Earlier in the day, longtime friend Mike Capel, a former University of Texas teammate of Clemens who went on to appear in 49 games over parts of three seasons in the Majors, and former Red Sox traveling secretary and assistant general manager Steve August gave their accounts of how hard-working Clemens was during different points of his career.
At one point of cross-examination by Assistant U.S. Attorney Gilberto Guerrero, he asked each witness if their opinion of that work ethic included that Clemens "ate Vioxx like Skittles," as Clemens testified before Congress about the now unavailable pain medication, or that he had admitted to use of ephedra, a now-banned stimulant, or that he admitted that a strength coach injected him with B12 or lidocaine. Every witness said that was not part of their opinion about Clemens.
When Assistant U.S. Attorney Steven Durham asked O'Brien about Clemens eating Vioxx like Skittles, O'Brien said he didn't know what Vioxx was but took Napercin, another anti-inflammatory medication, like Skittles. Durham then asked if it said on the prescription bottle to "eat like Skittles."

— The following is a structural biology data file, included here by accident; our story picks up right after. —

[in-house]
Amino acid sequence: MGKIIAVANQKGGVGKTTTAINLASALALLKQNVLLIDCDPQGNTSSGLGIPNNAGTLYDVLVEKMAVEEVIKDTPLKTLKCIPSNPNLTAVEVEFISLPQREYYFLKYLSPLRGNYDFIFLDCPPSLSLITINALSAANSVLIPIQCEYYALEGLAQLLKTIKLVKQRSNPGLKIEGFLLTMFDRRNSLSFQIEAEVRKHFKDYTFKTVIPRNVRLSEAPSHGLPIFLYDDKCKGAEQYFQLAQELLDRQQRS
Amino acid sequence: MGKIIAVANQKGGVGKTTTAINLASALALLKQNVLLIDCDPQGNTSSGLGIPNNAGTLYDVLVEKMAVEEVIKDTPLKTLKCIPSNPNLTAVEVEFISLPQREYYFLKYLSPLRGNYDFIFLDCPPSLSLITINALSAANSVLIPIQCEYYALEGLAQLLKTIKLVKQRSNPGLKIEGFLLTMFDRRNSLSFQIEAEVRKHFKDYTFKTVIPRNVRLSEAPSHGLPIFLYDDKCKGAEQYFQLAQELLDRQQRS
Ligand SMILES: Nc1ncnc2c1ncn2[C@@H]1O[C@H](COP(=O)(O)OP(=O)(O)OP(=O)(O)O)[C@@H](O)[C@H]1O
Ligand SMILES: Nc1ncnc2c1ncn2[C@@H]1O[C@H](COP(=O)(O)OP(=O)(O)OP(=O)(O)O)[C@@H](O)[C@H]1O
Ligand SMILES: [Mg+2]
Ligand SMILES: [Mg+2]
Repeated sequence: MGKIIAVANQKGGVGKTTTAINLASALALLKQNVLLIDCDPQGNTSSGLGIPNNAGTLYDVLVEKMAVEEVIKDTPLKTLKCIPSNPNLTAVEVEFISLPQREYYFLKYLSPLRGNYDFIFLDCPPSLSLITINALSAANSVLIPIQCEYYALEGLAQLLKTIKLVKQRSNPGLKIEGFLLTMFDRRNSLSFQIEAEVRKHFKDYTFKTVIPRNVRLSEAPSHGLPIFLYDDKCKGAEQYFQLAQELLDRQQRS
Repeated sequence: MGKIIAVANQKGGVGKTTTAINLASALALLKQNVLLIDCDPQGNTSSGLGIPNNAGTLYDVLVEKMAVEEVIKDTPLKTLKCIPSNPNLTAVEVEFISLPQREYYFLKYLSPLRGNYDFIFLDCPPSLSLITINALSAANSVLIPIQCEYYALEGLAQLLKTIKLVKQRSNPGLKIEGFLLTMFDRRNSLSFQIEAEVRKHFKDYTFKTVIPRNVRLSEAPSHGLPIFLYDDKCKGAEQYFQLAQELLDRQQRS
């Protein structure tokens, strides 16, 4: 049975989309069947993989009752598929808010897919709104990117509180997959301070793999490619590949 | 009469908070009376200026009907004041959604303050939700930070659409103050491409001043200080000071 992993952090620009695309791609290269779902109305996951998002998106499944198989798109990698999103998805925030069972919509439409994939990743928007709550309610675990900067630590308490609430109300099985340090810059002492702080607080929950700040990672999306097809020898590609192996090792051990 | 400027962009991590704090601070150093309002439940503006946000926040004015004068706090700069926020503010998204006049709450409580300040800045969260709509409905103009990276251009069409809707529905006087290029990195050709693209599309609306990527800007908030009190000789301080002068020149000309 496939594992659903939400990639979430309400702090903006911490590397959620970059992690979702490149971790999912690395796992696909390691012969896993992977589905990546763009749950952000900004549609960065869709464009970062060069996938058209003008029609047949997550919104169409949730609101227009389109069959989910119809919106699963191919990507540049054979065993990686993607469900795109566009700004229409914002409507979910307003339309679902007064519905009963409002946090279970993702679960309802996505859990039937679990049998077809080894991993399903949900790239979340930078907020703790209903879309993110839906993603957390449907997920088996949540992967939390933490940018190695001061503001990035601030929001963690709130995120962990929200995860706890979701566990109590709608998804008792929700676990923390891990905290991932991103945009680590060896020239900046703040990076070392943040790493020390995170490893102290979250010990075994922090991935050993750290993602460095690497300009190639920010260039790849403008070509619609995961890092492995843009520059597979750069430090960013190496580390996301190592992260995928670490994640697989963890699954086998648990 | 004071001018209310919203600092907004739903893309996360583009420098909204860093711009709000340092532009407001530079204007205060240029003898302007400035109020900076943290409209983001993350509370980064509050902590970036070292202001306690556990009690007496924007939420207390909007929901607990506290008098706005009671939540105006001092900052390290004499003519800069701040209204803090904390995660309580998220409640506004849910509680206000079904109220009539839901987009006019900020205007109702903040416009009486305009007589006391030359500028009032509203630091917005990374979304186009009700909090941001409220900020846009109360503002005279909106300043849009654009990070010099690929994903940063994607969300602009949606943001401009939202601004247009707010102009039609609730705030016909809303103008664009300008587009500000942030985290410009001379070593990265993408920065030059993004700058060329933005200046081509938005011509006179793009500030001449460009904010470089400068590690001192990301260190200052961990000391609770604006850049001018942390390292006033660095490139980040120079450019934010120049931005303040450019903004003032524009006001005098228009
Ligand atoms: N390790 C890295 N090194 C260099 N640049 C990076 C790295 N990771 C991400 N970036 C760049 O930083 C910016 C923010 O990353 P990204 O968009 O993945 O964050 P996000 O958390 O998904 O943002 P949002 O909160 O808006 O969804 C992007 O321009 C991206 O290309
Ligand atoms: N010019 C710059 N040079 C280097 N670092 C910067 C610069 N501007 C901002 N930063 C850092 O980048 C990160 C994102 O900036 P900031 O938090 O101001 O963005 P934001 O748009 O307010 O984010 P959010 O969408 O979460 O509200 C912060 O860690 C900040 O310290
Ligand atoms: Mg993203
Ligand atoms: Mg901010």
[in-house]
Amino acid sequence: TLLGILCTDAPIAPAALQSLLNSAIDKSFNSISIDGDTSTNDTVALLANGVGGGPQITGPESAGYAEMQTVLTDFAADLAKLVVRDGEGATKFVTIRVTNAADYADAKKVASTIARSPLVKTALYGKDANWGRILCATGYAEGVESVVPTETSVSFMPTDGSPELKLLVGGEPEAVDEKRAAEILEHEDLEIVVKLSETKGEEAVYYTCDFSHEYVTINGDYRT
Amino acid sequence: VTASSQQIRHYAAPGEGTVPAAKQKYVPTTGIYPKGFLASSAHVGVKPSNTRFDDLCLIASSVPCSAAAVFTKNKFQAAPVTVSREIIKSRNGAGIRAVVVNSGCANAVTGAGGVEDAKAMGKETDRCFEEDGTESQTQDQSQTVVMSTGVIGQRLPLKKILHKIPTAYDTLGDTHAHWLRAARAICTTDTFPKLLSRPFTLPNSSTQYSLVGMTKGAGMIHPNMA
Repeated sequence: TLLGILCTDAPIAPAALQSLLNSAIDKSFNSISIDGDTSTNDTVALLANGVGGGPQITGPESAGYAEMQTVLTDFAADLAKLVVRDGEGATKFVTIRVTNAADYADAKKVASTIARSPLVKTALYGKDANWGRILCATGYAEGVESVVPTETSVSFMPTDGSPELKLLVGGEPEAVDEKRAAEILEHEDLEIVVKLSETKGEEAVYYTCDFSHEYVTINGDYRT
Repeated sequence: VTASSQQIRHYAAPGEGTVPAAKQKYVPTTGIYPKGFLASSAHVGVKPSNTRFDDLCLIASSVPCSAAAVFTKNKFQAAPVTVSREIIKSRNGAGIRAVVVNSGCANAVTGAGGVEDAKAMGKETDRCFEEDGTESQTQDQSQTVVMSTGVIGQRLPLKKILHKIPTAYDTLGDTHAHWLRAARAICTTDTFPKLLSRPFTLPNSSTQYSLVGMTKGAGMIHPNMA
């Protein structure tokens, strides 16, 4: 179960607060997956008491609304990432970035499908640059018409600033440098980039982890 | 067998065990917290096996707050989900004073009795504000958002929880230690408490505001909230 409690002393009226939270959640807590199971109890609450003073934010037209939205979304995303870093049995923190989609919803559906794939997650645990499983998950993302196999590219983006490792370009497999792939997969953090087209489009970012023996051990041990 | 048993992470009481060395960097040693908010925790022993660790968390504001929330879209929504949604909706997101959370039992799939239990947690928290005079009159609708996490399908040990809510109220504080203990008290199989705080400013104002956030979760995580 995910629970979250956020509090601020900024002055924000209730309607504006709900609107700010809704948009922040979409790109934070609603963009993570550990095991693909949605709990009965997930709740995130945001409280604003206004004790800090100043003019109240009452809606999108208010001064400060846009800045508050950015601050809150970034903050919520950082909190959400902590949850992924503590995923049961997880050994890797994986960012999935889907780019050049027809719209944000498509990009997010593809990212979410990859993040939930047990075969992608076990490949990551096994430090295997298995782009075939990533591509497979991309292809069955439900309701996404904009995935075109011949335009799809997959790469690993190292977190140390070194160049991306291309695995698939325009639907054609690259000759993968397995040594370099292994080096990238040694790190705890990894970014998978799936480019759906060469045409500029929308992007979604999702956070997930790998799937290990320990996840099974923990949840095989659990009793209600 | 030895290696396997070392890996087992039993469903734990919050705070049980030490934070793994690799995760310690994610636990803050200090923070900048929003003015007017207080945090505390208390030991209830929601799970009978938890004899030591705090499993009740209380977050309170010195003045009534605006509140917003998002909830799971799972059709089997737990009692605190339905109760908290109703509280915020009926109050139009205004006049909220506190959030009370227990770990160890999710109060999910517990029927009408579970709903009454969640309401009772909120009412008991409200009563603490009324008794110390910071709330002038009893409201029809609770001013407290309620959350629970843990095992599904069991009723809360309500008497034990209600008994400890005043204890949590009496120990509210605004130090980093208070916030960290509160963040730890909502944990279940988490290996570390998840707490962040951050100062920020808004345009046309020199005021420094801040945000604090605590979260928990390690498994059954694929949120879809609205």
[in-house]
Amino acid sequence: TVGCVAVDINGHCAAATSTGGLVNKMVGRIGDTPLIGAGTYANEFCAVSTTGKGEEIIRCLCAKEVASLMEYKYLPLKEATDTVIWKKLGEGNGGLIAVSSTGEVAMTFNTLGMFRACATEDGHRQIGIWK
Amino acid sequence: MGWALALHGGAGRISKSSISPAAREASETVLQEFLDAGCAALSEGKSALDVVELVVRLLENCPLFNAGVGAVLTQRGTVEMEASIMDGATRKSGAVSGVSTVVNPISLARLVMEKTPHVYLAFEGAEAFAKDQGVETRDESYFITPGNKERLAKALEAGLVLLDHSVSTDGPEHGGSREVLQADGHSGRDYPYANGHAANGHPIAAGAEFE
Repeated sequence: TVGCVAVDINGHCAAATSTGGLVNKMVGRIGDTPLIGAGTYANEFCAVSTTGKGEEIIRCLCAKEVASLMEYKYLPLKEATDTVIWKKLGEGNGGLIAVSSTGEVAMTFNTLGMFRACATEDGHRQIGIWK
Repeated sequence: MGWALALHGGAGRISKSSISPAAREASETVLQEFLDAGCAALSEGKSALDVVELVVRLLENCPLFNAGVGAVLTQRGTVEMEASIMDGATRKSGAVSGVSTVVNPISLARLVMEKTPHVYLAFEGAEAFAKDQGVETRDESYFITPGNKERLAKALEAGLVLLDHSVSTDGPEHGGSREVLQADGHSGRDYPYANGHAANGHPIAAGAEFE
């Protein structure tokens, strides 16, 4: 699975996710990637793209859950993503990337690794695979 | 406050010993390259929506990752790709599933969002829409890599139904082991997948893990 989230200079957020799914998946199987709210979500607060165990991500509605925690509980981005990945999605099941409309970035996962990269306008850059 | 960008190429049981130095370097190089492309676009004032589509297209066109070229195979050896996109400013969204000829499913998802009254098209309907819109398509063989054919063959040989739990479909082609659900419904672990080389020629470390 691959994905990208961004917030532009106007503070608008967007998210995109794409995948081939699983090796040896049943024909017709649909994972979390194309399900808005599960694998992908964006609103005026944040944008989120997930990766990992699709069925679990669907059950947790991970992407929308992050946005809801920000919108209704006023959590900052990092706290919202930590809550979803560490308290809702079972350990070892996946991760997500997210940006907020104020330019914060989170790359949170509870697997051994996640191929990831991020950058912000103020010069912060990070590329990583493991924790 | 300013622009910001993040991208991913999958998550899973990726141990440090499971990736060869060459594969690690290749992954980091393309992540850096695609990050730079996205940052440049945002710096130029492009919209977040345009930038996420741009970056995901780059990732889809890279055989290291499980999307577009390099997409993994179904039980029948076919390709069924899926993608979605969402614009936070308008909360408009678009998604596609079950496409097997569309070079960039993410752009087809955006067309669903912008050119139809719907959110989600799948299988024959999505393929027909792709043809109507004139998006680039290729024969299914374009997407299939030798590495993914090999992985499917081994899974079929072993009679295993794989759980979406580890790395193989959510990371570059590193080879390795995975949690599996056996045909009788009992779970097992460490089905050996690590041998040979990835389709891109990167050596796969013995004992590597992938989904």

"M and M's, maybe. I don't like Skittles," O'Brien responded, prompting Durham to remind him of the seriousness of the proceedings.
Most of the rest of the day's testimony was a bit more serious, although Fletcher made a crack when, in asking about the Canseco party, Hardin asked if he'd ever seen Clemens in a bathing suit.
"I've always wanted to see Roger Clemens in a bathing suit," Fletcher said with a smile.
More to the point, Fletcher testified he didn't see Clemens at the party. He didn't see McNamee, either, and McNamee said he was there and saw Clemens and Canseco talking to each other, part of his timeline for when he first gave Clemens a "booty shot" of steroids. Prosecution witness Alexander Lowrey, who was 11 years old at the time, testified earlier that he'd seen Clemens there -- and the prosecution showed them in a photo together with Clemens in the pool and Lowrey on the deck. Clemens saying he wasn't at the party is Act 15 on the obstruction charge.
Fletcher's testimony that he'd had a discussion with McNamee about B12 became the main subject of Guerrero's cross-examination, as the prosecutor tried to show that Fletcher's recollection was vague at best.
"I'm more sure about the topic coming up than whether or not it was to go get a B12 shot or he was going to give me B12," Fletcher eventually conceded.
Earlier, Capel explained why he was shocked about allegations of PED use by Clemens, based on his longtime knowledge of Clemens.
"It would really, really surprise me with him doing anything like that, knowing what the end results of that would be," Capel said.